The good garden How to nurture pollinators, soil, native wildlife, and healthy food--all in your own backyard

Chris McLaughlin, 1964-

Book - 2023

"What makes a garden good? For Chris McLaughlin, it's about growing the healthiest, most scrumptious fruits and veggies possible, but it's also about giving back. How can your little patch of Earth become a sanctuary for threatened wildlife, sequester carbon, and nurture native plants?"--

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Location Call Number   Status
Bookmobile Nonfiction 635/McLaughlin Due Jun 8, 2023
2nd Floor New Shelf 635/McLaughlin (NEW SHELF) Due Jun 5, 2023
Handbooks and manuals
Washington, DC : Island Press [2023]
Physical Description
300 pages : color illustrations ; 26 cm
Includes bibliographical references and index.
Main Author
Chris McLaughlin, 1964- (author)
Review by Publisher's Weekly Review

Master gardener McLaughlin (Vertical Vegetable Gardening) compiles a greatest-hits of sustainable gardening ideas in this somewhat cursory outing. Driven by the desire to "restore and replenish the land that is restoring and replenishing me," the author encourages readers to make use of regenerative gardening practices to improve soil, promote biodiversity, and protect local waterways. McLaughlin explains a wealth of gardening philosophies, including permaculture ("living in harmony with nature"), biodynamic gardening (in which a garden is "an organism unto itself"), and French intensive methods (in which "crops are planted up to five times closer" than normal). She also suggests looking to the natural world for solutions to common gardening problems: one can combat pests by cultivating a healthy population of insects, birds, and bats, for example, while covering bare ground goes a long way in reducing weeds, preventing erosion, maintaining moisture, and insulating plant roots. McLaughlin's commitment to stewardship runs deep, but here she spreads herself a bit thin, touching on many topics but not really digging into any of them. The frequent stock photos, meanwhile, don't show her ideas in action. Less a detailed how-to than a chatty why-do-it, this is likely to leave readers wanting. (Feb.)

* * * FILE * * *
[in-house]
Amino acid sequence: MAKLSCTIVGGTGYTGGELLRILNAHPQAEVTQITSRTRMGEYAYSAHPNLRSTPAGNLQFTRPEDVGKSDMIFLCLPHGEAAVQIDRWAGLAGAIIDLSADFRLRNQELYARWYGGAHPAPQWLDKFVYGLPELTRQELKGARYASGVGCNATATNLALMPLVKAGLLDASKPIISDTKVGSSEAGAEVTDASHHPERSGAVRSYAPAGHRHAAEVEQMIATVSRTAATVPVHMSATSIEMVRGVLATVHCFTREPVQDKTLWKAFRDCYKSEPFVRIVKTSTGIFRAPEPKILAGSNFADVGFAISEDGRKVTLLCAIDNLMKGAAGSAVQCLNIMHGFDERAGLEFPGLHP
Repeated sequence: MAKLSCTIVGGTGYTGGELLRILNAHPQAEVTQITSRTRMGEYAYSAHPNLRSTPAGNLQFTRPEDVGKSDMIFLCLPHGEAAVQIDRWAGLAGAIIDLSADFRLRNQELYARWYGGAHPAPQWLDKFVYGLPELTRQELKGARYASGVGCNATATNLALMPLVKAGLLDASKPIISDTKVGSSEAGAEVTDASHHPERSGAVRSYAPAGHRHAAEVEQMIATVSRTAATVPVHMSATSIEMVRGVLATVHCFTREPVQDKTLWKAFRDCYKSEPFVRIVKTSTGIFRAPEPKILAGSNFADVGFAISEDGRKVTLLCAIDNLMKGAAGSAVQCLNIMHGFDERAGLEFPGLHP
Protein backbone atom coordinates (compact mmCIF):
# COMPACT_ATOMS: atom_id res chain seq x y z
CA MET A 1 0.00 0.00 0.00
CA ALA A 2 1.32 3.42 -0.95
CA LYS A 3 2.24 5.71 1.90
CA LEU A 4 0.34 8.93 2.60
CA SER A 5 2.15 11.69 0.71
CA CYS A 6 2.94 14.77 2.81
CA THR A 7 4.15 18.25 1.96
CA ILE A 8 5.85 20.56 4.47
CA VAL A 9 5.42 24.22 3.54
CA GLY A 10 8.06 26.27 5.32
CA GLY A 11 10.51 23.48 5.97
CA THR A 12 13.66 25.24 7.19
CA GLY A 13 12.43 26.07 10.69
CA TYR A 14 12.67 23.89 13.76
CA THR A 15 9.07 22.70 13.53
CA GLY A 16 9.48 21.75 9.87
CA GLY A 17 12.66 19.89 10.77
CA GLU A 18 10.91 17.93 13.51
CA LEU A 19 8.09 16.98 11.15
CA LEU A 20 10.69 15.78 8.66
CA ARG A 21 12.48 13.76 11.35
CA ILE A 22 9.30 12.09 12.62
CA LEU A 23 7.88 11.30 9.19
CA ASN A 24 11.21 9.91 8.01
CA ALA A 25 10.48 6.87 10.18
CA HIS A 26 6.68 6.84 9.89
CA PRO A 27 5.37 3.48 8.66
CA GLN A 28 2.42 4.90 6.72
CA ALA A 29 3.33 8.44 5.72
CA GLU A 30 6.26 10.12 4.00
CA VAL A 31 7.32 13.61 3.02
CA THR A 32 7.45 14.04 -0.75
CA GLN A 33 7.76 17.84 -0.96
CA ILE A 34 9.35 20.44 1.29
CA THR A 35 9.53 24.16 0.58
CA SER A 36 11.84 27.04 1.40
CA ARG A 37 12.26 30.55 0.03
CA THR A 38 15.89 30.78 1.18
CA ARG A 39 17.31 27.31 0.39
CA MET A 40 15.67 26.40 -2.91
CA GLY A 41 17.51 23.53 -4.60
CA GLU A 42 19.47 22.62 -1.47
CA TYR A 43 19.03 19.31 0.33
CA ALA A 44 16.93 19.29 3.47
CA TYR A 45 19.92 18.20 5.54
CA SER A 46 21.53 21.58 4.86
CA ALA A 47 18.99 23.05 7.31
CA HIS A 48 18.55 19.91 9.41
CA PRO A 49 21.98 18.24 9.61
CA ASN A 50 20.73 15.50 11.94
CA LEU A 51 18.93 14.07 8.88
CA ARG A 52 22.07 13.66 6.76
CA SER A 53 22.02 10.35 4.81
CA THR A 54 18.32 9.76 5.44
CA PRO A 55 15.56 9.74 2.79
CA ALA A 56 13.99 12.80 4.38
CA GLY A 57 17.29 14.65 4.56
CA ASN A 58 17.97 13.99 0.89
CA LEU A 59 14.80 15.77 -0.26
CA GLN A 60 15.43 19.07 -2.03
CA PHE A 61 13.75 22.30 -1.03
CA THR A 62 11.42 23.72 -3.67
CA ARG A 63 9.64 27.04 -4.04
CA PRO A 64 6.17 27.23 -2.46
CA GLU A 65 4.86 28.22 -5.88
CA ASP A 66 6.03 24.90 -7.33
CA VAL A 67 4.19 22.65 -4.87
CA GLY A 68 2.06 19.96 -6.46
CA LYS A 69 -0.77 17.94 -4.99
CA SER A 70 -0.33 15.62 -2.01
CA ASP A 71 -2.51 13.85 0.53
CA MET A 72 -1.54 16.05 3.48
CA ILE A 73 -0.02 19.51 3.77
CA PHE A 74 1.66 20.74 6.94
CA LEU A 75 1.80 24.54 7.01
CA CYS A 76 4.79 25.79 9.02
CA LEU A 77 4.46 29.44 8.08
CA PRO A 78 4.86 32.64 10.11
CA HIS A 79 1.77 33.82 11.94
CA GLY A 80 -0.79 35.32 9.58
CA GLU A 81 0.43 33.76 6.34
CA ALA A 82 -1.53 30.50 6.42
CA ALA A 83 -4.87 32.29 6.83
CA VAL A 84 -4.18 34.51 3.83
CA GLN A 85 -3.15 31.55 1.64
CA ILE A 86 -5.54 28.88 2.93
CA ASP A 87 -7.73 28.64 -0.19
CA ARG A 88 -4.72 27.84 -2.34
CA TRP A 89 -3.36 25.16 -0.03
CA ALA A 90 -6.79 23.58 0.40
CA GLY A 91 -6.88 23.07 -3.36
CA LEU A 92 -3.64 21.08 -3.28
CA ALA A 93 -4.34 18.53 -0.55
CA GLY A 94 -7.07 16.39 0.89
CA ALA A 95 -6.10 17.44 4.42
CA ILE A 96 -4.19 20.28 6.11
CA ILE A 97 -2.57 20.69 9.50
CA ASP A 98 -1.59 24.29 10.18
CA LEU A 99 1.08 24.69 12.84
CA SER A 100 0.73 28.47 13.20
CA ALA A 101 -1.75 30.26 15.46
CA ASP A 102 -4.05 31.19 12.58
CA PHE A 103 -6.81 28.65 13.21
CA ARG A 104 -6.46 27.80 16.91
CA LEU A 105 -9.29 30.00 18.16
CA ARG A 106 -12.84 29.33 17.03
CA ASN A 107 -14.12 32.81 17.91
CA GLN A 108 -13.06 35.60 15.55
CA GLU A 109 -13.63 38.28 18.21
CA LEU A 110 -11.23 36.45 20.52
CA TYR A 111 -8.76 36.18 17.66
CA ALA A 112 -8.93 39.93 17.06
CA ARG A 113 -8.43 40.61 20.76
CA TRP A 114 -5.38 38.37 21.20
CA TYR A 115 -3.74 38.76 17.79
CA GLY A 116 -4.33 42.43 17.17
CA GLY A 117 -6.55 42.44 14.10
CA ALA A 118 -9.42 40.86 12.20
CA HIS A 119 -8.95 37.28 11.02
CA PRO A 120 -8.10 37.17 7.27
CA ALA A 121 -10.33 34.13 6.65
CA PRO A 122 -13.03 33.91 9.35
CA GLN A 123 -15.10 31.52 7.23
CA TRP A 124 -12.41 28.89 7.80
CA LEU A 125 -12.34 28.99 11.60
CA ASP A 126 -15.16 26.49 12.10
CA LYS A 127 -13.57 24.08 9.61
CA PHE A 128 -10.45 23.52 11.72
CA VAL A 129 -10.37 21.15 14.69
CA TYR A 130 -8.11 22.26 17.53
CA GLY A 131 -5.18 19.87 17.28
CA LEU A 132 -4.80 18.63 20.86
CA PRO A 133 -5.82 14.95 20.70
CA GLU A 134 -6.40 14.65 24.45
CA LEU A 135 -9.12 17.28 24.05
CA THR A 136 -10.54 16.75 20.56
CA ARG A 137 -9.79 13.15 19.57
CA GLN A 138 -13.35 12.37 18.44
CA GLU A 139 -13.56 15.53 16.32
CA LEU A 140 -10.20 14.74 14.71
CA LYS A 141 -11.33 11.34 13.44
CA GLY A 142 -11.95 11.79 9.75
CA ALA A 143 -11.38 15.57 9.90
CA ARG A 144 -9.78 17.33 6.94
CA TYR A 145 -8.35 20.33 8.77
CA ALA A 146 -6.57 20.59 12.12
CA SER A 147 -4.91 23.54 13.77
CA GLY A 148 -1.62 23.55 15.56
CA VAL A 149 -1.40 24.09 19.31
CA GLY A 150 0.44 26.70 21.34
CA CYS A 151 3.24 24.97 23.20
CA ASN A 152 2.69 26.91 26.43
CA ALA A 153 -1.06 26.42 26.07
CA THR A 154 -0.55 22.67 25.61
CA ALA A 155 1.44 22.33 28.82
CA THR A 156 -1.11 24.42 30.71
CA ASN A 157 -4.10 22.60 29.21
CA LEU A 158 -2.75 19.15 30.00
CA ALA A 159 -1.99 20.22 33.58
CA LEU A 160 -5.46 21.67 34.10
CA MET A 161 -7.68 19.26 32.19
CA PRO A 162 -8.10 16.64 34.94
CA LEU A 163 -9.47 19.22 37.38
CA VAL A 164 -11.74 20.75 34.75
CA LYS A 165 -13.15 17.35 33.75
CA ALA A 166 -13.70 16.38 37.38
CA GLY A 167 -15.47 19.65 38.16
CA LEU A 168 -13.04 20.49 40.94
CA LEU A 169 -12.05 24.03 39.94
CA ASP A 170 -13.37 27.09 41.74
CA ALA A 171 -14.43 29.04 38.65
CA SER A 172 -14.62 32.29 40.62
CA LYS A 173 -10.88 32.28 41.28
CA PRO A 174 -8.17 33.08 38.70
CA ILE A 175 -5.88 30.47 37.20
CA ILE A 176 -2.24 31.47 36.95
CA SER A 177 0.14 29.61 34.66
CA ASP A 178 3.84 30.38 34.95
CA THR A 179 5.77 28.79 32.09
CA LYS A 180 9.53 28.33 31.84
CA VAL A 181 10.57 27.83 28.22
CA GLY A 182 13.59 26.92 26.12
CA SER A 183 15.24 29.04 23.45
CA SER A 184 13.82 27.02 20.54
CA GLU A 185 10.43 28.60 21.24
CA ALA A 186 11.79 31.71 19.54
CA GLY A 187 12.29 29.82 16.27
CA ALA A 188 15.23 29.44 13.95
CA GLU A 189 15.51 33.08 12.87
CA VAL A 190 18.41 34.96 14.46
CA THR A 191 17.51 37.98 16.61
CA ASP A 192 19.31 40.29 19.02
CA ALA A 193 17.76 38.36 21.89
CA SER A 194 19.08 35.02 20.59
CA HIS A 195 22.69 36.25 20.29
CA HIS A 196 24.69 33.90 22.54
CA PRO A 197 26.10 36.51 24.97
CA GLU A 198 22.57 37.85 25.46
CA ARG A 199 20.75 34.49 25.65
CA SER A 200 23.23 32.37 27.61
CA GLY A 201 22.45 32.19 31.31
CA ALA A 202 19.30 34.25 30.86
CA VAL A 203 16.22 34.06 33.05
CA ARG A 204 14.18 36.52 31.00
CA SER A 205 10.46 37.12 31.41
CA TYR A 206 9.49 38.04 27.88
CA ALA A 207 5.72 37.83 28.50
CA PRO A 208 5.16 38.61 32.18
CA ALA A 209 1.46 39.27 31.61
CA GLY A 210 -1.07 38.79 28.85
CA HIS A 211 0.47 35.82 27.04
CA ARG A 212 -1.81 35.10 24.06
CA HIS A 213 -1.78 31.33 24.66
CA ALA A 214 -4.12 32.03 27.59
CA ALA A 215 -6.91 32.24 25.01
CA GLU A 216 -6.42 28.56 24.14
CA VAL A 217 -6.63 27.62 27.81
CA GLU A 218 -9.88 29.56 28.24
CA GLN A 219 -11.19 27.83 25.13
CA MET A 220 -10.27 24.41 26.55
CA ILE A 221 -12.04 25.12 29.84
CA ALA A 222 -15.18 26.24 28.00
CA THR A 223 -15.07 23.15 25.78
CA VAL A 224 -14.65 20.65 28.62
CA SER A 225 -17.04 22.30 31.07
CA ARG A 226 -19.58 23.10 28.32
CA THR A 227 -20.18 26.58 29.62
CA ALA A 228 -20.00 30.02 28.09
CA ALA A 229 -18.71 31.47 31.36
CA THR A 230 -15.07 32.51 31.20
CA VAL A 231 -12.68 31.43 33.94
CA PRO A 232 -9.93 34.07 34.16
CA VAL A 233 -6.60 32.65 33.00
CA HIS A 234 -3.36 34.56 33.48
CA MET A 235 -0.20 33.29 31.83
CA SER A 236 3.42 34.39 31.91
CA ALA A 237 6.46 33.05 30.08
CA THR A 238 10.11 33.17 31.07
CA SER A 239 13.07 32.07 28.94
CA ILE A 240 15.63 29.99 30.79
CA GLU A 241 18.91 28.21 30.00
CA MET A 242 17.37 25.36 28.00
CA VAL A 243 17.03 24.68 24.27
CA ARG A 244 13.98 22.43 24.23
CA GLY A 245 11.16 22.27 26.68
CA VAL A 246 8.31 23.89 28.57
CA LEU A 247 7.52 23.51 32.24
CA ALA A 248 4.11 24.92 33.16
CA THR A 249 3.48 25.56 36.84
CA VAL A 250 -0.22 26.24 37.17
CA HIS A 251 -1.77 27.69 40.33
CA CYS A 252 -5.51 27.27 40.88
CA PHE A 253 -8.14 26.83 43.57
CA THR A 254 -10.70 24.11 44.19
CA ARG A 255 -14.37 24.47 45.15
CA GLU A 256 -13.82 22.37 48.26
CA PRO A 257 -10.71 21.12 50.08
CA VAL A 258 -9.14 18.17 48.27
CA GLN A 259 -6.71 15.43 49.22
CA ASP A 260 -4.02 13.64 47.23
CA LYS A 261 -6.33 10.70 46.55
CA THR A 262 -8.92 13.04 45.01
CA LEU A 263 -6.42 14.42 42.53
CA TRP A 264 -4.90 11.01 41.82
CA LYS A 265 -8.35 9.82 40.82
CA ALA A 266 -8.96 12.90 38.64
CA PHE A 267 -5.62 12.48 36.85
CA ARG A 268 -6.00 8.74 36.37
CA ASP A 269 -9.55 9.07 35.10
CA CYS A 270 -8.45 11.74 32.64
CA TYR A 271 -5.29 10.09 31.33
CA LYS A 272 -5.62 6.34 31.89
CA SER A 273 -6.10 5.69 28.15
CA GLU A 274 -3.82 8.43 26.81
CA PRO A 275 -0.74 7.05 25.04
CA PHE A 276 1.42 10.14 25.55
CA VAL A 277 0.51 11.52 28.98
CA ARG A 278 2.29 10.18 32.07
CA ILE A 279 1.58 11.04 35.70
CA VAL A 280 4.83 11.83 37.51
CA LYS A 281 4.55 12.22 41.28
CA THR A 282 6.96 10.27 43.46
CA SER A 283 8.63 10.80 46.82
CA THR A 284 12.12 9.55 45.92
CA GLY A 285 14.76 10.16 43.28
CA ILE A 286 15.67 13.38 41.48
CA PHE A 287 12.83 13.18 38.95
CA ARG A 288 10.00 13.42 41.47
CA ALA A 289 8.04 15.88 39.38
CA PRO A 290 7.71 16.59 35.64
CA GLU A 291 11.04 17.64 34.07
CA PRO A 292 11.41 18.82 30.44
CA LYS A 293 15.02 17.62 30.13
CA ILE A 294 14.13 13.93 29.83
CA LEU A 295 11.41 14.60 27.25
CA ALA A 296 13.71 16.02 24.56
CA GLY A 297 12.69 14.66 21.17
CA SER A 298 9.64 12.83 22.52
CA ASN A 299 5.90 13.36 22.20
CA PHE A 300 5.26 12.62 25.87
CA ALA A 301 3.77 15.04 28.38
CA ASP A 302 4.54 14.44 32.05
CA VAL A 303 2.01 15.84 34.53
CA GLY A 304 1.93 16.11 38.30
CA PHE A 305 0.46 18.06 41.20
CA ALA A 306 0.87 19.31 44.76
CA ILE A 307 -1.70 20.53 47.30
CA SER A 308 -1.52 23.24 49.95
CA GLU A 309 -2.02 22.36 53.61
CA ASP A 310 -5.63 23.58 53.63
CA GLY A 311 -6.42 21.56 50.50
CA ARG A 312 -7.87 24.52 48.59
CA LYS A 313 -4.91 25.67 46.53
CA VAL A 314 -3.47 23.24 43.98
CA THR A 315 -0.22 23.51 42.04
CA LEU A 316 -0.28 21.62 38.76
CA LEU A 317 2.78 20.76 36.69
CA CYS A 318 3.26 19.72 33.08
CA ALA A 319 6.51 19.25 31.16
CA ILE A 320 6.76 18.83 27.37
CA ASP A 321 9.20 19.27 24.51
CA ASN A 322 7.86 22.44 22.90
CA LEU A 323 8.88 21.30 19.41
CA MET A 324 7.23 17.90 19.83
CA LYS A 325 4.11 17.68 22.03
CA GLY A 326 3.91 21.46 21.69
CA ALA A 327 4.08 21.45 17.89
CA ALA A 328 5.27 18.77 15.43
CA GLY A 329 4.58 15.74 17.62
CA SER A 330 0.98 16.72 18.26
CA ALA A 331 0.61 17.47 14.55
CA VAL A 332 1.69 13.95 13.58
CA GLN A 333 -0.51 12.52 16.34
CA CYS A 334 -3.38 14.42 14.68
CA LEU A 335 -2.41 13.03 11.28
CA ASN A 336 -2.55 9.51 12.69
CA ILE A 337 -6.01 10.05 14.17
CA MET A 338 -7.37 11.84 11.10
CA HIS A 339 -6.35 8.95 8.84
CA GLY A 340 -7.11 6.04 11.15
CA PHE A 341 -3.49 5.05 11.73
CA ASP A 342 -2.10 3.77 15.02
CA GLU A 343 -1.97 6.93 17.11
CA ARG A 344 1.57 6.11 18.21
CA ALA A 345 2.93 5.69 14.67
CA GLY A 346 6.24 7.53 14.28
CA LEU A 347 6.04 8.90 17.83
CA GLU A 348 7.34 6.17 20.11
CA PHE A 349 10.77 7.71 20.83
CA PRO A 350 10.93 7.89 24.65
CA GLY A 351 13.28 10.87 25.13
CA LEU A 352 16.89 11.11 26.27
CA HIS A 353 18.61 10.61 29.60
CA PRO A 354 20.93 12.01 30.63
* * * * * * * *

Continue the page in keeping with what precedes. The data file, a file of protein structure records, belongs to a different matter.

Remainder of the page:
(c) Copyright PWxyz, LLC. All rights reserved Review by Library Journal Review

Author, master gardener, and flower/fiber farmer McLaughlin (Growing Heirloom Flowers; A Garden To Dye For) offers a wide-ranging introduction to sustainable gardening practices. She covers the various types of eco-friendly gardens, beneficial insects, and wildlife, from amphibians to birds, along with best practices for extending the growing season, watering, and welcoming pollinators. She shares multiple low-impact techniques for dealing with weeds and pests, plus information about soils and their properties, composting, growing vegetables, herbs, fruits, and flowers, beekeeping, and raising small domestic animals, such as chickens and rabbits. She includes helpful charts such as "Butterfly Caterpillar Host Plants." She also explains ways to make sustainable gardens palatable to neighbors and how to share these techniques with them and the wider community. At the end, there's an extensive list of resources for gardeners who would like to delve deeper into these topics. The book is suitable for both beginners and experienced gardeners who want to garden more ecologically. VERDICT Enhanced with numerous lovely color photographs, this inviting book is a wonderful overview on sustainable gardening.--Sue O'Brien

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